When posting your Action to Facebook, we encourage crafting multiple posts using the same link. Here are some tips:
Get the Call to Action up Front
That initial text at the top of your post matters!
The vast majority of Facebook users are first seeing your post while scrolling through their News Feeds on mobile devices.
Don’t hide your action! Providing a clear call to action early in a post (with the link) increases the chances of a person seeing and completing it. It should look something like: “Tell X to Do Y: www.xyz.com“. You can even consider writing the call to action first, and then adding some extra content below.
Add Some Motivating Context
Explain up front what exactly the action is, and why completing it will make a difference. You won’t have a lot of space, but anything you can write succinctly will increase the number of people that follow through and complete it.
Where possible, use emotional language, have a clear directed target, and express urgency and goals. You might not be able to squeeze all of this into one post, so use what fits.
Use a Link Post
Once your landing page is ready for action, you will need a Facebook post to tell people where to go to take it. We recommend using a link post. Generally, link posts do the best in terms of driving most people to take action—but feel free to experiment with image posts as well!
A link post pulls the landing page’s title, a portion of your description and the social action page image—all of which you can edit before posting. Use the title to highlight the call to action again, and ensure that your description is motivating and attention-grabbing.
Remember that your post is competing for attention in the News Feed. Take advantage of these options to make it stand out as much as possible.
Don’t Forget the Photo
Shareable photos use popular elements like cute animals, cultural icons, or smiling faces and uses bold, contrasting colors.
Facebook will choose an image from your page, or you can replace it with a better one if you don’t like the one Facebook chooses. Simply click “+Upload Image” to change the photo. Pixelr is a great tool that allows you to easily add text to an image so that you can add the call to action to the image itself as well.
Follow up with People after They Take the Action!
After the action, you have the chance to thank people for their support and interest in your cause. This will increase the likelihood of them supporting your cause in the future.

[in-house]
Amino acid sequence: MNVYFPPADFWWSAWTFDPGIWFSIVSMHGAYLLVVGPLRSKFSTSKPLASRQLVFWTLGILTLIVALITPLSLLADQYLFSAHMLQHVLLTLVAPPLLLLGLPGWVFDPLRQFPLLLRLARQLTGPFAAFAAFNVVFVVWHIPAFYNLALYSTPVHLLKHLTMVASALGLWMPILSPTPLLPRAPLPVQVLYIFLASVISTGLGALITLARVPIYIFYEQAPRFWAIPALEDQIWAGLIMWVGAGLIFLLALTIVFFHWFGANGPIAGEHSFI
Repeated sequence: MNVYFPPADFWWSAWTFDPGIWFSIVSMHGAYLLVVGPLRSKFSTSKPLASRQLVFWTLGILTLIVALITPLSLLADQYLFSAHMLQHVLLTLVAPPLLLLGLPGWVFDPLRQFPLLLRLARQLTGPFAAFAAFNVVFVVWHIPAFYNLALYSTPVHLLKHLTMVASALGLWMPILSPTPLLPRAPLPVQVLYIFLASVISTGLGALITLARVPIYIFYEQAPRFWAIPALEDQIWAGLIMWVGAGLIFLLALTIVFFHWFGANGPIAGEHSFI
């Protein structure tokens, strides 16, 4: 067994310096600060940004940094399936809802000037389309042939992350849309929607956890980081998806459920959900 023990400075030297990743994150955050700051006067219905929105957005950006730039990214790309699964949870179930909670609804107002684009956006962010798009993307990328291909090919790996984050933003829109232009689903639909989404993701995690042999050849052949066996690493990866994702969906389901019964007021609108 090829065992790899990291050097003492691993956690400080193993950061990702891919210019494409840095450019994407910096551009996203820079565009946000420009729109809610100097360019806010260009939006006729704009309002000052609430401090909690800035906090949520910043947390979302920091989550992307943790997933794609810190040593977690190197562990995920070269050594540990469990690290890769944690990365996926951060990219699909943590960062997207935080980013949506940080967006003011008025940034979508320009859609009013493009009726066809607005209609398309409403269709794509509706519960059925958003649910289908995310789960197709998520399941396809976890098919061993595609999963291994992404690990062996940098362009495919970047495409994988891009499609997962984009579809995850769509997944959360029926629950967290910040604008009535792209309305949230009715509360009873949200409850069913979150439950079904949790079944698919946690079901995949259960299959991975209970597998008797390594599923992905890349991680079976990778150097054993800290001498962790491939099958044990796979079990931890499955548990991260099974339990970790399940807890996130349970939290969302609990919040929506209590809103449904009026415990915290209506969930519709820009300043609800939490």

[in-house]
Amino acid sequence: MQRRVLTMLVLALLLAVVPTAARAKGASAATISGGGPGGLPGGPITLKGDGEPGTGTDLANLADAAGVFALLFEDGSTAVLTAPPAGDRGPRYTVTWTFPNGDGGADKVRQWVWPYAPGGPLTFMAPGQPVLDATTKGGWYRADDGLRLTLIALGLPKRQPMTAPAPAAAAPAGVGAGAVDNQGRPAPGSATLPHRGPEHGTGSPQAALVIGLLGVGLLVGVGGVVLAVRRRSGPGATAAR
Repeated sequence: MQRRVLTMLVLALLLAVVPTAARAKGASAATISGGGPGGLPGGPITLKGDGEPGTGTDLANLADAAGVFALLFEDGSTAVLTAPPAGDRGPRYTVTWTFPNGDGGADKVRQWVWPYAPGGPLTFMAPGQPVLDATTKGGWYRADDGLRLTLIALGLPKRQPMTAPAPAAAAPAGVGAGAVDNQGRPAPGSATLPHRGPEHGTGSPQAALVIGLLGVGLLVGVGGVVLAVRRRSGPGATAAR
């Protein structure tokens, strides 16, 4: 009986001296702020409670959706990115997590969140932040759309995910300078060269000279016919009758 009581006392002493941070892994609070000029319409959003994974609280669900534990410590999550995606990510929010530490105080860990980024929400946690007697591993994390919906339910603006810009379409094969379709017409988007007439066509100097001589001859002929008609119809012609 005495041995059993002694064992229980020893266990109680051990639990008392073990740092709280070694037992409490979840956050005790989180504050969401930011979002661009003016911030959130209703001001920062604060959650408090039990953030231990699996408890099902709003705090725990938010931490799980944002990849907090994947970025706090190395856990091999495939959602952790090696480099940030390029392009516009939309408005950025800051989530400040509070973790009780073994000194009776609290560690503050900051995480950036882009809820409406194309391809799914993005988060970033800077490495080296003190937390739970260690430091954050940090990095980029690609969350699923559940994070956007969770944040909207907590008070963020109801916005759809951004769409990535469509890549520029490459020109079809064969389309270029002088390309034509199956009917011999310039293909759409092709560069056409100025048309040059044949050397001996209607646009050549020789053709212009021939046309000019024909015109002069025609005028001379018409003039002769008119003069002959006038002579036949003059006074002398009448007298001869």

In the post action message, remember to thank your community for taking the action.
Monitor the comments on your action, both on Facebook and when people email you. Every time a supporter comments or decides to share the action, it is another chance to bring in new action-takers. Plus, someone might leave an amazing comment and you might want to follow up on that.
After the action, post an update. How did the effort go? Did the change that you promised happen? What part did everyone play in that success? Or if it failed, but requires more effort, that’s okay to know to.
Be honest. At the end of the day, this is about building a relationship so that someone believes that this is something worth being a part of.
That was a lot to get through, but now you have everything you need to create an effective call to action that will engage and move your supporters to the action!
- Be “audience-centric” when you are picking an Action. Learn what issues and content most motivates your audience to take action and share with others.
- Be clear and urgent on calls to action: make sure people know what you are asking them to do and why it’s important.
- Use a tool like ActionSprout, or build a landing page that describes a tangible challenge, a way forward to solve it and a clear action that your supporter can take to help make the solution happen.
- Create a Facebook link post to drive the most clicks, using the headline, description, and image to reinforce the action you want people to take.
- Whenever possible, follow up with people after they take action, to let them know the impact they helped make happen.